The scissor reverse must be done when the helix gets up very close and personal. You're twisting and turning directions. Try to imagine this with me. Right in the part where you start to turn back onto your opponent, for an instant of time your plane faces the general forward axis of the helix before you keep pulling towards your opponent and cross paths with him. Instead of keeping your turn towards his direction, pull up vertically. You don't need much speed to do this. You have to practice your timing to know when you can do this so that your opponent won't be able to get a shot while you go up.

As you start going up, reverse your turn. If you're going up and slow, nose hopefully pointing above 60 or 70 degrees of attitude, a flick in direction is instantaneous. You've broken the helix and if you time it right and predict where your opponent is going (you'll have to lose sight of him under your cockpit for a couple of seconds) you'll end up on his tail.

Here's a couple of videos of the dogfight club when we used to train extensively on the scissors.



We figured out the reverse while filming the first video I believe, so it doesn't get much in that one, but you can see it in action a lot on the 2nd video. Basically you want to look out when instead of following the same pattern of turns we decide to turn the exact opposite way. Try to figure out what we're doing there.

The reason I say it baffles your opponents specially on maps with midday conditions is that when you go vertical and flip over the opposite direction, you go against the sun. If they're keeping eyes on you, they'll see you going up in one direction, going against the sun, and then coming down a whole different way an onto their six! Usually the replies i've gotten from that move is "how did you turn so hard while going so slow?" "we're flyign the same plane, no way you outturned me so hard!"

The thing is, you're not outturning them at all! You're letting them "take the long route" while you take the short one leaving them enough time to be where you'll face. Going slow and almost vertical is the quickest way to flip your plane around in any directino you want it to go.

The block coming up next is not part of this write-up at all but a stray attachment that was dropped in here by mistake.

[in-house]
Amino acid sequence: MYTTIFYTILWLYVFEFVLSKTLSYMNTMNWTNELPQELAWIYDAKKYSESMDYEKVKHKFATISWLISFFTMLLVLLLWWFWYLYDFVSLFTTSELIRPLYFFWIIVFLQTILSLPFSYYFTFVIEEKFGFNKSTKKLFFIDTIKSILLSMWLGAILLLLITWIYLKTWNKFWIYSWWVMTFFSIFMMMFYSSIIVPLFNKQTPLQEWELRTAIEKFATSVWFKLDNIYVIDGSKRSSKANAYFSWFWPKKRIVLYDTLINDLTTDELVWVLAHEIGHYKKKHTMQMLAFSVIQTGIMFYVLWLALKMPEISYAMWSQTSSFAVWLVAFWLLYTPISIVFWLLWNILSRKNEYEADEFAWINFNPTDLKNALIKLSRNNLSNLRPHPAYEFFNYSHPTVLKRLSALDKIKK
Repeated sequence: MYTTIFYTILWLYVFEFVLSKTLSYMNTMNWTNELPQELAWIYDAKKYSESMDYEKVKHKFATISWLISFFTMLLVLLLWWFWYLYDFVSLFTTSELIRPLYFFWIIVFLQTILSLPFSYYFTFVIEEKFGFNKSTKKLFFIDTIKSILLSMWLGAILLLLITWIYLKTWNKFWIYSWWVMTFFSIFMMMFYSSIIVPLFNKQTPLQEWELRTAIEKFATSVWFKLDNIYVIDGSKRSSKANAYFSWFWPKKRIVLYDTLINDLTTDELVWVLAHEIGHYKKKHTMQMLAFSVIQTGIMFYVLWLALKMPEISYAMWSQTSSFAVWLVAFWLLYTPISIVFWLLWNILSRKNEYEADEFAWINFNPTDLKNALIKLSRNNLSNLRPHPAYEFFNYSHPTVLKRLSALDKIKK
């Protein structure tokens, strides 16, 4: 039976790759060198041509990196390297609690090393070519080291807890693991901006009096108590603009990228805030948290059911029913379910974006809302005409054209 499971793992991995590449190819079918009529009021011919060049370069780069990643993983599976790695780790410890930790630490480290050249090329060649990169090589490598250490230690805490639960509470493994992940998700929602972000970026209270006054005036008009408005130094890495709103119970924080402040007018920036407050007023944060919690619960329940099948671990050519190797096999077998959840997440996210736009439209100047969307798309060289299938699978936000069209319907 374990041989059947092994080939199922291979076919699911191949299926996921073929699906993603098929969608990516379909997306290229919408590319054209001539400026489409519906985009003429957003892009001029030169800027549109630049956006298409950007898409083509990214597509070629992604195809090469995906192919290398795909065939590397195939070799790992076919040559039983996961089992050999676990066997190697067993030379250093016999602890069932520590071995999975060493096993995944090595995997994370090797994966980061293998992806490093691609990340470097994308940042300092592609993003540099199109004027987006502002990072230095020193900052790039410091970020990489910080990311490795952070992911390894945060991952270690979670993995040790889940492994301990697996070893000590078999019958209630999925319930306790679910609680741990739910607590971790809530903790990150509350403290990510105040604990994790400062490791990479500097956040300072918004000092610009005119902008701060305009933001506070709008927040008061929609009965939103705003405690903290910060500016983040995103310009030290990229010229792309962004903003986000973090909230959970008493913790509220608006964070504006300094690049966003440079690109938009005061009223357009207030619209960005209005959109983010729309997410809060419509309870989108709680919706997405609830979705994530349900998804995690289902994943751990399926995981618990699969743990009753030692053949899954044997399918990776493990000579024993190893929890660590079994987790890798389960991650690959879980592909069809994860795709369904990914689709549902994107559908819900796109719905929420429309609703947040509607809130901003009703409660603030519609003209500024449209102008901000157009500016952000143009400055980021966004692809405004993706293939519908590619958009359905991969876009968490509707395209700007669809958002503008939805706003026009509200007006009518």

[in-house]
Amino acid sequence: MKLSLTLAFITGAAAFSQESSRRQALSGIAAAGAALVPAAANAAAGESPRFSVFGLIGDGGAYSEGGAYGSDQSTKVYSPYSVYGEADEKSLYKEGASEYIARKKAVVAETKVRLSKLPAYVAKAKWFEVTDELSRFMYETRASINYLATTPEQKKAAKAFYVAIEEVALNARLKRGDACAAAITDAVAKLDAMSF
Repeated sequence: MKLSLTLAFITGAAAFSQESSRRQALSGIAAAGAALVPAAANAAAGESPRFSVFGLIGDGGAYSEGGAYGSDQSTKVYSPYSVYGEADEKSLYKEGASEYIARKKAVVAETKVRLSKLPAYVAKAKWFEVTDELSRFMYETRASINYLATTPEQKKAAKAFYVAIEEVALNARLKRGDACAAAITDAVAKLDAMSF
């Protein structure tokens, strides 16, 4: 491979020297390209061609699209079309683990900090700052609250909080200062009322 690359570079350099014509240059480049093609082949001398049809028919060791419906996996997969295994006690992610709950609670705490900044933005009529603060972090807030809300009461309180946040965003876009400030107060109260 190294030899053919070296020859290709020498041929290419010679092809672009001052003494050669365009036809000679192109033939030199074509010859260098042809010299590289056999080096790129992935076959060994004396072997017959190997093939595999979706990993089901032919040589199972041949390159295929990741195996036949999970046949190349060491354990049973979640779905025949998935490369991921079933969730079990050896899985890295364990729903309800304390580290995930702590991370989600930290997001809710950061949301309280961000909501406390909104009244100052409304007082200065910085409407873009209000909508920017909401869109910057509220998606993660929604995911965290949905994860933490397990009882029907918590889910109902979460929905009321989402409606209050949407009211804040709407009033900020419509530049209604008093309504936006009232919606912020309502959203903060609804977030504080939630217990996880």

A couple of other pointers you must also remember everytime you enter a scissors:
1. If you stay on 100% throttle all the time, you will die.
2. If you keep doing the same thing over and over in a vicious cycle, and your opponent knows a bit of what he's doing, you'll become predictable, and you will die.
3. Learn to predict the flightpath of your opponent. MANY times the key to a successful scissors fight is to cut his moves. Most of the times you cut his moves, you will have to lose visual, either behind or under your cockpit. TrackIR does WONDERS in this aspect.
4. Your plane's characteristics don't play the major role. It's your wit. Don't be afraid to go in a rolling scissors against a plane with a better roll rate than yours. There's always a way to cut his turns with as minimal movement as possible, thus negating his advantages.

BTW everything i've said, I feel it applies vs human opponents. I have no idea how the AI reacts to those moves.

12-08-2007, 11:28 AM

Once you 'get it' I think you can make your own examples of 'it' on a track file.

When someone uses the term ˜rolling scissors' the designation (if I am not mistaken) merely points out a vertical component to the ˜scissors' maneuver.

In any case the idea is defensive because the term ˜scissors' designates a defensive maneuver. See this?

An attack that uses a roll to slow down forward progress and AVOID and overshoot (avoid passing by a target and showing your tail end to the target) is not called a scissors (unless I am mistaken). John Boyd's Barrel Roll Attack and Robert Shaw's Lag Displacement Roll (attack) are two examples of using geometry to go around a target and control (avoid) an overshoot to shoot down a slower target (turning a smaller radius).

That is an aggressive maneuver.

The scissors designates a defensive maneuver used by a fighter pilot being attacked from the rear hemisphere and the attacking fighter pilot is faster (attacking).

Horizontal scissors (normal or NON VERTICAL scissors) can be seen as a maneuver used when speed is below vertical maneuvering speed for the defensive (scissoring) fighter pilot. Horizontal scissors is more or less, very simply, a series of brake turns, left and right, done to avoid being shot and force the attacker to overshoot.

In any case of scissors the obvious ˜counter' to the defence of ˜scissors' is to slow down even faster than the target and park behind the flopping defender who ˜thinks' that the scissors works in any case.

The scissors does not work when the attacker predicts the scissors and ˜counter's' the scissors. The scissors is a last ditch, sucker, defense and any other maneuver that could work should be used instead of the scissors.

The scissors is an ˜overshoot' maneuver.

If you are attacked by a faster pilot and you manage to avoid being shot and then the target passes right in front of your plane and you shoot down that faster flying attacking pilot, then, you have performed an ˜overshoot' maneuver.

How did you do it?

If you were too slow to go vertical, then, you can't go up vertically. If you dive and turn, then, chances are you speed up even if you turn hard. If you speed up while the attacker is closing behind you, then, you decrease the closure rate and allow the fast moving attacker the opportunity to slow down fast enough to park behind you and shoot you down.